Dr. Michael G. Thomas Jr.: I think that we have to take “fair” off the table because there's very little in life that is actually fair. What we can do though is that we can tool up in such a way to actually understand core tenets of economics, core tenets of entrepreneurship, core tenets of financial literacy, core tenets of investing.
Sean Pyles: For now, that's all we have for this episode. Do you have a money question of your own? Turn to the Nerds and call or text us your questions at 901-730-6373. That's 901-730-NERD.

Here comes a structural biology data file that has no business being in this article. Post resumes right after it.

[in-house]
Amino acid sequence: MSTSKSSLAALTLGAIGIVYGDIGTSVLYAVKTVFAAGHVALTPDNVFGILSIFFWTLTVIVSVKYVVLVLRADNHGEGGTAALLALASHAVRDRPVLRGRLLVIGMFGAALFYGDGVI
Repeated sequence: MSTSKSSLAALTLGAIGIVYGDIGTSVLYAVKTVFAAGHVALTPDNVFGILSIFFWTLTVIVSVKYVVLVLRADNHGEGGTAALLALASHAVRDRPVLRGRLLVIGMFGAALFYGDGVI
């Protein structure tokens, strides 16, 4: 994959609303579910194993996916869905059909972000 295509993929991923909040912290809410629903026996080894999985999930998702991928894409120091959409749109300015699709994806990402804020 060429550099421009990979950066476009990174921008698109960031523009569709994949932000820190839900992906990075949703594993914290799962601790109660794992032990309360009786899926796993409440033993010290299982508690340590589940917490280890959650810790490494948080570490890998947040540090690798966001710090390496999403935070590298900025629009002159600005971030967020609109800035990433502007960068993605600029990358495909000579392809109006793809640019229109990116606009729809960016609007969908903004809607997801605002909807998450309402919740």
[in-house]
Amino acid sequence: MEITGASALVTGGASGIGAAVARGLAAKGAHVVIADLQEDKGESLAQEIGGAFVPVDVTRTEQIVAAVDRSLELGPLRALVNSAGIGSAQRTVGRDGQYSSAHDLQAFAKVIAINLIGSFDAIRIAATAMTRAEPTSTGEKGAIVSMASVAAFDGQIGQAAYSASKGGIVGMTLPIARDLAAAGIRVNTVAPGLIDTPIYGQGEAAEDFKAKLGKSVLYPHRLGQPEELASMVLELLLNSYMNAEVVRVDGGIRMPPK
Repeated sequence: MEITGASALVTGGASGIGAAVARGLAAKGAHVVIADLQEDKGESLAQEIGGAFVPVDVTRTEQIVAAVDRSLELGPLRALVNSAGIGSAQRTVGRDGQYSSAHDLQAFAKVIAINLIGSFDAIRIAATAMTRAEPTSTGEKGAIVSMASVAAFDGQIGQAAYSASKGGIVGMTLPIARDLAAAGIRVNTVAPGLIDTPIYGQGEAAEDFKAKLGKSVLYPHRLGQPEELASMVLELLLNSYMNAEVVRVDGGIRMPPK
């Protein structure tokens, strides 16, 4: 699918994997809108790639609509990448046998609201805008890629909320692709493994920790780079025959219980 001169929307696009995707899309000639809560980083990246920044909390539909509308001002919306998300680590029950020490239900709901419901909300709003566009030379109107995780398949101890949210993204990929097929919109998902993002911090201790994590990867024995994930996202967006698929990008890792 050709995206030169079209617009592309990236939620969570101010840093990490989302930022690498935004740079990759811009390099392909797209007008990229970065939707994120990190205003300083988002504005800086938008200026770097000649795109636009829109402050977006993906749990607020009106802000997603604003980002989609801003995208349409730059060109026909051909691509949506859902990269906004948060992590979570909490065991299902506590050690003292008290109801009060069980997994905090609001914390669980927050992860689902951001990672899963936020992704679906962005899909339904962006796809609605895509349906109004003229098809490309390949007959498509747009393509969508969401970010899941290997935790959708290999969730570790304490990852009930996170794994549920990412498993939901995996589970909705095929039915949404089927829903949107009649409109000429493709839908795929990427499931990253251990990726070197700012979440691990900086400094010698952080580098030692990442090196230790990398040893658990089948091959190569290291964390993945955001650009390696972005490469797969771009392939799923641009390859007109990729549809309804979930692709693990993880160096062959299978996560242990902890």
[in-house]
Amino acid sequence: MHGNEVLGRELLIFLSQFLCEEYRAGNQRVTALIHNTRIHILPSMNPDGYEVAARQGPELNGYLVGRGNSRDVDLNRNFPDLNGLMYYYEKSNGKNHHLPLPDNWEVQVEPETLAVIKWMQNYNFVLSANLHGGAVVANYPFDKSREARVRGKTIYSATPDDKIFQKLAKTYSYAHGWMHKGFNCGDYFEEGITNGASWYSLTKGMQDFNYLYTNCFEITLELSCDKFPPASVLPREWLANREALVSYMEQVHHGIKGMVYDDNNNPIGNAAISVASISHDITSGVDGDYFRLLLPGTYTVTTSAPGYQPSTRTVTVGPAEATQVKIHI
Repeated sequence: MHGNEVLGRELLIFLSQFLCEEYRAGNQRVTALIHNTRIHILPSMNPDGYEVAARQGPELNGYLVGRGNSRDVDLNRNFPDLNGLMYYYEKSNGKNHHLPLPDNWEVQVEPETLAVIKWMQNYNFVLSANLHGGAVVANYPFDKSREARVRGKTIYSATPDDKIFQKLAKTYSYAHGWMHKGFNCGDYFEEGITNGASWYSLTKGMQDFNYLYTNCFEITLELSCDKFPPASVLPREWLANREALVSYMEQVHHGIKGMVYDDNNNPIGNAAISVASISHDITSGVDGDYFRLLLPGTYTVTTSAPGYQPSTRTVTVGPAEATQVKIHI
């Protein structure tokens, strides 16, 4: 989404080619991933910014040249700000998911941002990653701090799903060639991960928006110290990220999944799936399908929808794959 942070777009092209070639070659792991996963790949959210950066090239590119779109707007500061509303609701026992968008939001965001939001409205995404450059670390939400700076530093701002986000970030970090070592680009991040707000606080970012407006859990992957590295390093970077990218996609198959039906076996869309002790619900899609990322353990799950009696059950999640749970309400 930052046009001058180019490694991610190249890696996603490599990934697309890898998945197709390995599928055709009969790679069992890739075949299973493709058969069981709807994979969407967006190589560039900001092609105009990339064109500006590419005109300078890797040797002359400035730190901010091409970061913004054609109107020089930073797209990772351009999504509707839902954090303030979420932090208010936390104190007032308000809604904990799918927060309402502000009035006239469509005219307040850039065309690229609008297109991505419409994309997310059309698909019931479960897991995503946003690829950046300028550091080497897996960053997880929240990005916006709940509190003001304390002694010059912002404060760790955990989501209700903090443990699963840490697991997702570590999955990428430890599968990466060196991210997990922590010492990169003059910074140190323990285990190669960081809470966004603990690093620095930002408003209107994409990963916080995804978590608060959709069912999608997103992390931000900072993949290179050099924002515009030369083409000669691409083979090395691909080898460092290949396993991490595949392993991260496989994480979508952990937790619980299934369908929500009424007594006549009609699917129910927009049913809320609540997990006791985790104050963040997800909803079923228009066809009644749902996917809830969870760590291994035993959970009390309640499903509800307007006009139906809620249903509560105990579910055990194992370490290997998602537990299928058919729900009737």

You can also email us at [email protected]. Visit nerdwallet.com/podcast for more info on this episode and remember to follow, rate, and review us wherever you're getting this podcast.
Tiffany Curtis: This episode was produced by Tess Vigeland and me, Tiffany Curtis. Sean Pyles and Liz Weston helped with editing. Kathy Hinson helped with fact-checking, Kaely Monahan mixed our audio. And a big thank you to the folks on the NerdWallet copy desk for all their help.
Sean Pyles: Here's our brief disclaimer. We are not financial or investment advisors. This Nerdy info is provided for general educational and entertainment purposes and may not apply to your specific circumstances.
Tiffany Curtis: And with that said, until next time, turn to the Nerds.